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The 2017 #MeToo Movement changed Harvey Weinstein prosecutor Cyrus Vance's perspective on sexual assault cases, he told "Axios on HBO" in an interview which aired Sunday.

Why it matters: Vance originally declined to prosecute Weinstein in 2015 over sexual misconduct allegations. He's since faced calls to resign but says he has to "focus on the job" and not be distracted.

  • "We're gonna make decisions on every case. We're not gonna make the right decision in every case. That's — at the end of the day, humans are making these judgment calls," Vance noted.

What they're saying: Vance said his belated decision to prosecute Weinstein was due to an "evolution of my understanding of the dynamics of sexual assaults."

  • "I think in the aftermath of the #MeToo Movement in October 2017, society has evolved. And in terms of bringing cases, really those decisions are made on the facts and the law and not for any other reason. You have to do that in this job, or else you'd be zigzagging right and left every day because there's always pressure from somebody," Vance added.

Asked by "Axios on HBO" why he declined to prosecute in 2015 if he believes Weinstein's accusers, Vance said:

  • "It's hard to generalize so — in such a black and white way. I would describe it as an evolution. And we are all evolving. The police are constantly evolving and self-evaluating. So are we."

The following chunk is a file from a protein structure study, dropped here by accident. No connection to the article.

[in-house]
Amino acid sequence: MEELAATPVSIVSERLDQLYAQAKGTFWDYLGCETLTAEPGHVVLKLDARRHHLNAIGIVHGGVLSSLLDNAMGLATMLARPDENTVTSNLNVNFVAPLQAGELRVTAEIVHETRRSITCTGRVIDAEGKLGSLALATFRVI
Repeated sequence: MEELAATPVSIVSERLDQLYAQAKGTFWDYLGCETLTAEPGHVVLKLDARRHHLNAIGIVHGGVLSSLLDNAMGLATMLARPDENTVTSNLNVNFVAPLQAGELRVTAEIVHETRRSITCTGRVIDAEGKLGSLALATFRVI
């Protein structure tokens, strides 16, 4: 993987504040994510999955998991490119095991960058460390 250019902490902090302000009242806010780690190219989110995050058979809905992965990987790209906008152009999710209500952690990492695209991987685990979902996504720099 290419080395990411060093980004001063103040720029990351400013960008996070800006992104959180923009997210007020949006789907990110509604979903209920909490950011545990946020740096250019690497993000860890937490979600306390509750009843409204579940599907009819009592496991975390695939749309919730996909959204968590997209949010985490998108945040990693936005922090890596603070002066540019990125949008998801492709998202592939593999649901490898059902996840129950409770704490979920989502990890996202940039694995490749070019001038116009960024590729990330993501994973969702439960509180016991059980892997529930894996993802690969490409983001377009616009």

• Vance believes his office bringing the case now is an "indication" that he will be more aggressive in prosecuting sexual cases going forward.
  • "It will affirm in my mind and confirm in the mind of the office that we'll, you know, that we'll take really, really tough cases if we believe in 'em," he said.

The big picture: A Manhattan jury found Weinstein guilty last week on two of five counts in his trial, including a criminal sexual act in the first degree and rape in the third degree.

  • Charges mounted against Weinstein were a major kick-starter for the global #MeToo movement.

The National Sexual Assault Hotline is available 24/7 via 1-800-656-4673 or chat. Learn more at RAINN.org.

Go deeper

Caitlin Owens, author of Vitals
18 mins ago - Health

Vaccine-hesitant Americans cite inaccurate side effects

Expand chart
Data: Harris Poll; Chart: Danielle Alberti/Axios

An alarming amount of vaccine-hesitant people who list side effects as a top concern falsely believe the vaccines cause death, DNA alteration, infertility or birth defects, according to recent Harris polling.

Why it matters: Respondents also listed blood clots, which are a real side effect of some coronavirus vaccines, but extremely rare. This survey suggests that misinformation or a skewed understanding of risk may be behind a sizable portion of vaccine hesitancy.

2 hours ago - Technology
Column / Tech Agenda

The new digital extortion

Shoshana Gordon/Axios

If you run a hospital, a bank, a utility or a city, chances are you'll be hit with a ransomware attack. Given the choice between losing your precious data or paying up, chances are you'll pay.

Why it matters: Paying the hackers is the clear short-term answer for most organizations hit with these devastating attacks, but it's a long-term societal disaster, encouraging hackers to continue their lucrative extortion schemes.

2 hours ago - Health

CDC mask guidance sparks confusion, questions

Illustration: Sarah Grillo/Axios

The CDC's surprise guidance last week freeing the fully vaccinated to go maskless sowed plenty of concerns across the country— even earning the "Saturday Night Live" treatment for all the questions it spurred.

Why it matters: With plenty of Americans still unvaccinated — and without any good way to confirm who has been vaccinated — some experts worry this could put many at increased risk.